Brief and inconsequential though it turned out to be, losing track of a trailerload of ammonium nitrate is as good a reason as any for Canada’s fertilizer industry to review its security measures, an industry group recommends.
The Canadian Fertilizer Institute, which represents fertilizer makers, wholesalers and distributors, said in a release Monday that an incident last week in Ontario’s Niagara region “does offer an opportunity for the fertilizer industry to audit current security programs for ammonium nitrate.”
The incident involved a lone man’s cash purchase of a large amount of ammonium nitrate from the Vineland Growers Co-op outlet at Jordan Station, about 30 km northwest of Niagara Falls.
According to RCMP June 9, the retailer believed the buyer was buying and transporting the fertilizer on behalf of a known regular customer, but “this was subsequently found not to be the case.”
No identification was obtained at point of sale from the man, RCMP said, nor was a plate number caught for the minivan he used to tow a trailer carrying away the fertilizer.
But the man contacted the province’s Integrated National Security Enforcement Team later on June 9, RCMP said, after a description and sketches had been broadcast through regional and national media.
Media interest in the case had been spurred by its timing, coincidentally days ahead of international leaders arriving in southern Ontario for separate meetings of the G-8 and G-20.
The fertilizer was recovered from two addresses in Toronto, and police found “no suspicious circumstances” in its purchase. Niagara Regional Police said June 9 that no charges were expected to be laid in what’s since been dubbed a “gardening incident.”
“This indicates that the current federal regulations and extensive industry security awareness programs are working,” Dave Finlayson, executive director of the CFI-led Fertilizer Safety and Security Council, said in the group’s release Monday.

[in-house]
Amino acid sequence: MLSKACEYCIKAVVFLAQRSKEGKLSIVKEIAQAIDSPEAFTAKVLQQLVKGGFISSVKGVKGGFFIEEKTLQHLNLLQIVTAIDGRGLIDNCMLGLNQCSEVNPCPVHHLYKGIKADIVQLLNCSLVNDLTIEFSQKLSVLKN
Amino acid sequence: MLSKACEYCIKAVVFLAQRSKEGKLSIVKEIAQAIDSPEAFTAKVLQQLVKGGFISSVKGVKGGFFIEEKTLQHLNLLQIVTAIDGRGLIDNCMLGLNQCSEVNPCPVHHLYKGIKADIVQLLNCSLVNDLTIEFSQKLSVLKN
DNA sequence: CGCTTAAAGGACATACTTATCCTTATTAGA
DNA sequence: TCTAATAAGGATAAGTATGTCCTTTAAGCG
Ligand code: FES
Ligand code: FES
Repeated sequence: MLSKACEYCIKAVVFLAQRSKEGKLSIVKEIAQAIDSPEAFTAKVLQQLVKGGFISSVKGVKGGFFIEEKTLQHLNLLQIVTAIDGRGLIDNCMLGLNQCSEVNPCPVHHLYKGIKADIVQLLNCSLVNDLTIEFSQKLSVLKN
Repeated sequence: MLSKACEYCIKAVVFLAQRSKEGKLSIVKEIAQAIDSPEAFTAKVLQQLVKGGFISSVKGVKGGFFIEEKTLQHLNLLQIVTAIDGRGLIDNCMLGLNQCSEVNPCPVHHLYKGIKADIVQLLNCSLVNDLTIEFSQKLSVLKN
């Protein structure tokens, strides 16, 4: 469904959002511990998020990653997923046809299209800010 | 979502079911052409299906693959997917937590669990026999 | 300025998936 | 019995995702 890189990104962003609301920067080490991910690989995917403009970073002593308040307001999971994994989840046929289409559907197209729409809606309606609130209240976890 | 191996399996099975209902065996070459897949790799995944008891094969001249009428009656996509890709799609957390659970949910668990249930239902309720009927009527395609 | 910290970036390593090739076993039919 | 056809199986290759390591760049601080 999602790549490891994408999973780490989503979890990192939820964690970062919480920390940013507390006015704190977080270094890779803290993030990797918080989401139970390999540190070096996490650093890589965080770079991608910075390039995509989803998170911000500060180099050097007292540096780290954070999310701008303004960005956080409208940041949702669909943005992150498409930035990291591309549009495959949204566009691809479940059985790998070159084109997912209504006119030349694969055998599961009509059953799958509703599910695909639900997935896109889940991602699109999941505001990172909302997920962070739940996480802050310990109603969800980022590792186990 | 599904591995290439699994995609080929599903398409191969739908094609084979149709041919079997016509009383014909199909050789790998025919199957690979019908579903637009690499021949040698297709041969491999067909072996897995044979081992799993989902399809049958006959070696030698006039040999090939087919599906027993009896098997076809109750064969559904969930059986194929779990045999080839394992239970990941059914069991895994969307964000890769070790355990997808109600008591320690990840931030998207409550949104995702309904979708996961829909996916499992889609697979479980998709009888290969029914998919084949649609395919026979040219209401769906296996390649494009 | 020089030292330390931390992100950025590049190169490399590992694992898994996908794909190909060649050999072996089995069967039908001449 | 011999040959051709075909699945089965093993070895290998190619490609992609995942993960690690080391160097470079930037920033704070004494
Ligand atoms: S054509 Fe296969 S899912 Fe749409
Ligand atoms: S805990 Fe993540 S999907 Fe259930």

“But, the prudent thing to do is to review the incident and see if there are ways we can improve the system.”
Ammonium nitrate’s known use in improvised explosives led the federal government in June 2008 to add new regulations on the sale of the product, with the support of the CFI and its safety council.
“It is important that the rules be clearly communicated and understood by all those involved,” the CFI said Monday. Among Ottawa’s current requirements for sellers are:
- registering with the explosives regulatory division of Natural Resources Canada as a seller of ammonium nitrate,
- requesting from customers proper identification, such as government photo ID, and their intent for buying ammonium nitrate,
- informing end users and transporters about how to protect ammonium nitrate from theft,
- providing annual inventory reports, and
- reporting any suspicious activity to “appropriate authorities.”
In the Vineland Co-op case, the purchase was “apparently made without legally-required documentation,” the CFI said, but added that “as required by the regulations, the error was promptly reported to government authorities” and the buyer was located shortly afterward.
Retailers selling ammonium nitrate before the new federal regulations arrived in 2008 had operated under the safety council’s voluntary code of practice, the Ottawa-based CFI said.
Since 2008, the institute said, “agri-retailers selling ammonium nitrate have been diligent in meeting or exceeding the regulations.”
CFI has also backed the On Guard for Canada education program, set up to inform retailers and farmers about vigilance in sale, storage and use of ammonium nitrate.
The RCMP’s last major investigation over fertilizer took place shortly before the opening of the Vancouver 2010 Olympics, when two tonnes of ammonium nitrate allegedly went unaccounted for at a West Coast bulk chemical terminal.
An “exhaustive” police audit followed at offices in B.C., Edmonton, Calgary and Salt Lake City and found the discrepancy in fertilizer stocks at Kinder Morgan’s facilities existed only on paper.
Among the most infamous fertilizer-bomb attacks was the destruction of a U.S. federal building in Oklahoma City in 1995. Domestic attackers in that case detonated a combination of ammonium nitrate and motor fuel, killing over 150 people.